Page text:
A magnitude-4.4 earthquake rattled Northern Californians awake early Thursday as fire alarms sounded throughout the San Francisco Bay area and picture frames fell from walls and bookshelves.
The earthquake hit the San Francisco area about 2:40 a.m. local time and lasted about 10 seconds, causing a “little bit of rolling motion and a sharp jolt,” NBC Bay Area Chief Meteorologist Jeff Ranieri wrote on Twitter.
The epicenter was in Berkeley along the notorious Hayward Fault, which runs from San Pablo Bay to Fremont, according to the United States Geological Survey.
USGS geophysicist Robert Sanders told The Washington Post that there have been no reports of injuries or fatalities. Nor, Sanders said, have there been reports of damage to building structures caused by the moderate earthquake, though “there’s always the possibility that there could be some” minor structural damage.
Following the quake, Berkeley Mayor Jesse Arreguin (D) urged residents to take necessary precautions.
“In the event of an
#earthquake while sleeping, stay in bed, cover you head with a pillow until the shaking stops,” he wrote on Twitter. “Today’s #Berkeley quake measured a preliminary 4.4 near Claremont in the hills. We will be monitoring any damage reports, and always be cautious of aftershocks.”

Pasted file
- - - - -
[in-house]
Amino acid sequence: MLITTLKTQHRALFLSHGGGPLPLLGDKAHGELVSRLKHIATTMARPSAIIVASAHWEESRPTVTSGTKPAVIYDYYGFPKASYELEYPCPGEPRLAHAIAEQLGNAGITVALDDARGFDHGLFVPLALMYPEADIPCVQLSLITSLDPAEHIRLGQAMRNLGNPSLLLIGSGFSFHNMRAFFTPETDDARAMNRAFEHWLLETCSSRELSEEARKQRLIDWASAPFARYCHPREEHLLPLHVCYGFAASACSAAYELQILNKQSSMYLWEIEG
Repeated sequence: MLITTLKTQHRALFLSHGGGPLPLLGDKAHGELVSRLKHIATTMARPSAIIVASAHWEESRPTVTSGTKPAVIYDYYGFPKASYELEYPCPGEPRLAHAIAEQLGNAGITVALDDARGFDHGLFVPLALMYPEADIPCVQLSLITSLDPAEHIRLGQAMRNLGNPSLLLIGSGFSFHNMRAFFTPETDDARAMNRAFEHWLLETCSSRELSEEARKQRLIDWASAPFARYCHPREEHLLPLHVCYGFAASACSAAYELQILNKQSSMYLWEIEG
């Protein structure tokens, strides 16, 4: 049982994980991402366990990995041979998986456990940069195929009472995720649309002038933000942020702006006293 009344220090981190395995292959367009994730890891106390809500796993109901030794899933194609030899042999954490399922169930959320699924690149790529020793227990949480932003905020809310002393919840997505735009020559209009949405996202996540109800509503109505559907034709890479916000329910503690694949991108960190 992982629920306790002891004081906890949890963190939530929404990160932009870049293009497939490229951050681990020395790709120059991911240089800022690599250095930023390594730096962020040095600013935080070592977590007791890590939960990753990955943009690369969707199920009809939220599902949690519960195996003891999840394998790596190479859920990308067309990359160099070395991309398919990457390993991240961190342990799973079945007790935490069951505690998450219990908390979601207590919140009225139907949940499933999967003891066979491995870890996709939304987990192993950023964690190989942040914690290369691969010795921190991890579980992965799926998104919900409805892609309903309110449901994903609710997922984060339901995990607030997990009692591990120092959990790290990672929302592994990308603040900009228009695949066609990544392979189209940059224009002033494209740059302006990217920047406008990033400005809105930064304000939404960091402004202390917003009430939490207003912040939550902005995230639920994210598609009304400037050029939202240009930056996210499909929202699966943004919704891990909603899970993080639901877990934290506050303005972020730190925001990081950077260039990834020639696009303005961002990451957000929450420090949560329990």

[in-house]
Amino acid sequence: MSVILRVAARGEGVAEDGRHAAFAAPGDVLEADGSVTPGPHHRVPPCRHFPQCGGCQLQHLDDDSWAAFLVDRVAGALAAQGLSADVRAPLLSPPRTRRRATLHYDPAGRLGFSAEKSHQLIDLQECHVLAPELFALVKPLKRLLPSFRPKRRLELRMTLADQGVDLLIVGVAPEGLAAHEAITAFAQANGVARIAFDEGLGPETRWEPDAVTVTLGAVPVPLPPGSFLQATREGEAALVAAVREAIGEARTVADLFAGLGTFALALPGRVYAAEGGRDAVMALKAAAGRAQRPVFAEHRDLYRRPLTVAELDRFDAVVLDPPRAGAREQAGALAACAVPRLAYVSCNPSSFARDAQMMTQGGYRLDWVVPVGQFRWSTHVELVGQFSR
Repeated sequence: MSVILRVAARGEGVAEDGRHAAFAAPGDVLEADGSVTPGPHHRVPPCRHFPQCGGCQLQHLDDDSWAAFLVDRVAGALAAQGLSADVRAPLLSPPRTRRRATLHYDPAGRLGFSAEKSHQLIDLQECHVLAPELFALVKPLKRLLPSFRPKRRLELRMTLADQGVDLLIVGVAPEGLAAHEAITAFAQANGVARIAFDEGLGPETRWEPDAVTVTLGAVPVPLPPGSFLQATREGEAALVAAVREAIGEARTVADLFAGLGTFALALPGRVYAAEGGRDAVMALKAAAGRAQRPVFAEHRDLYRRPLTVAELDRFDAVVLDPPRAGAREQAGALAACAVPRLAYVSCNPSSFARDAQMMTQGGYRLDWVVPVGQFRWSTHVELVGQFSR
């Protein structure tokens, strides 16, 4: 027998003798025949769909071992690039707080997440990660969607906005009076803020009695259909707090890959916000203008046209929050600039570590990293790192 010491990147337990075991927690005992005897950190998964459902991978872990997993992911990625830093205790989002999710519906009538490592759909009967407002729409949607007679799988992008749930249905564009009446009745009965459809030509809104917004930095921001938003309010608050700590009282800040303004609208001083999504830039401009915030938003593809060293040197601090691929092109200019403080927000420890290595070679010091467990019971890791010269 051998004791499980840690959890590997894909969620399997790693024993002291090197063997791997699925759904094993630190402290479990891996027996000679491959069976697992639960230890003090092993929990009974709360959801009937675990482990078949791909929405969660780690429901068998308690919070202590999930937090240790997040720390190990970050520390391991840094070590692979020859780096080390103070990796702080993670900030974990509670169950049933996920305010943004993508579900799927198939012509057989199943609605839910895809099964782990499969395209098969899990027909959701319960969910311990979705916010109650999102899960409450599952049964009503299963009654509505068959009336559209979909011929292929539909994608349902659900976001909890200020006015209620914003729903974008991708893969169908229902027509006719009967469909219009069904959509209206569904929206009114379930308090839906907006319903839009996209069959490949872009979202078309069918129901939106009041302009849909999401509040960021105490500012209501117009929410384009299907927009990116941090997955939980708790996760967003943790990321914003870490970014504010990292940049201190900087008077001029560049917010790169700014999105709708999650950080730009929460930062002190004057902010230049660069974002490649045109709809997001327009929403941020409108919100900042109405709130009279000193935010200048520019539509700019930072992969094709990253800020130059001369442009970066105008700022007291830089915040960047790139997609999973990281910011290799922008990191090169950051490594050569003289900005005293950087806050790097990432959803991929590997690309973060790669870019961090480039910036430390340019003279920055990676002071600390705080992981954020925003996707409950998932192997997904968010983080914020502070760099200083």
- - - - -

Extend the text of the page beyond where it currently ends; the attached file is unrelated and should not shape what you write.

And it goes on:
Interim San Francisco Mayor London Breed (D) advised residents of the city that “there is no tsunami expected and departments are working on preliminary damage reports.” Because 911 operators were inundated with calls, the mayor added, “please only call if you have an emergency.”
People quickly took to social media, asking whether others felt it.
“Just felt everything shake here in my house in SF and our building emergency alarm went off,” someone wrote on Twitter.
Some people described feeling a “jolt” and then a “rolling” motion.
“Woke up screaming, which scared my husband more than the quake,” one wrote on SFGate’s Facebook page.
“Felt like a big truck drove into the building or something blew up downstairs,” someone added.
“This shake was fast and hard,” another said. “A glass doll fell from a shelf and the head broke off.”
At a Safeway in San Leandro, one person reported that the earthquake had knocked down a ceiling panel and also shaken some items from the grocery store shelves.
But aside from some broken knickknacks, California’s Office of Emergency Services confirmed on social media that there were “no reports of damages from the region” — then playfully added: “#whatsshakincalifornia.”